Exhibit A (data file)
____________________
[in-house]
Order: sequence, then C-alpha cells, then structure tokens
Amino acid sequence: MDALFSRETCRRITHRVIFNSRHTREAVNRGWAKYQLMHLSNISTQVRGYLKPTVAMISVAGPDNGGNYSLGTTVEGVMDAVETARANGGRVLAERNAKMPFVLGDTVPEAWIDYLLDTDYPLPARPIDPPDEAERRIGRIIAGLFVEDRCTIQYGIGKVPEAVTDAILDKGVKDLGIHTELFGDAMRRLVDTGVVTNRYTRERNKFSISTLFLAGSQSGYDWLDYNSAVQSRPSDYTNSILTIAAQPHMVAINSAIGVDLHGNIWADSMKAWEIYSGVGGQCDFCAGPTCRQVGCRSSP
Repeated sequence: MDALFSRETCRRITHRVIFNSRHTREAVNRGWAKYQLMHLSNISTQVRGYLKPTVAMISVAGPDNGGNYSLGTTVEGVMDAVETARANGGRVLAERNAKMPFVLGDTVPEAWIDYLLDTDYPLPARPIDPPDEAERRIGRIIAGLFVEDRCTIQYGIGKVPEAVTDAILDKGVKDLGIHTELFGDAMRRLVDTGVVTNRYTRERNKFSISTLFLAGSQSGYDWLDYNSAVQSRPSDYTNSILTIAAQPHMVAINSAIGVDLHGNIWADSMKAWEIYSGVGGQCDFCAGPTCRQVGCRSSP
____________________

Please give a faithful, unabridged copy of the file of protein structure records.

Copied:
[in-house]
Order: sequence, then C-alpha cells, then structure tokens
Amino acid sequence: MDALFSRETCRRITHRVIFNSRHTREAVNRGWAKYQLMHLSNISTQVRGYLKPTVAMISVAGPDNGGNYSLGTTVEGVMDAVETARANGGRVLAERNAKMPFVLGDTVPEAWIDYLLDTDYPLPARPIDPPDEAERRIGRIIAGLFVEDRCTIQYGIGKVPEAVTDAILDKGVKDLGIHTELFGDAMRRLVDTGVVTNRYTRERNKFSISTLFLAGSQSGYDWLDYNSAVQSRPSDYTNSILTIAAQPHMVAINSAIGVDLHGNIWADSMKAWEIYSGVGGQCDFCAGPTCRQVGCRSSP
Repeated sequence: MDALFSRETCRRITHRVIFNSRHTREAVNRGWAKYQLMHLSNISTQVRGYLKPTVAMISVAGPDNGGNYSLGTTVEGVMDAVETARANGGRVLAERNAKMPFVLGDTVPEAWIDYLLDTDYPLPARPIDPPDEAERRIGRIIAGLFVEDRCTIQYGIGKVPEAVTDAILDKGVKDLGIHTELFGDAMRRLVDTGVVTNRYTRERNKFSISTLFLAGSQSGYDWLDYNSAVQSRPSDYTNSILTIAAQPHMVAINSAIGVDLHGNIWADSMKAWEIYSGVGGQCDFCAGPTCRQVGCRSSP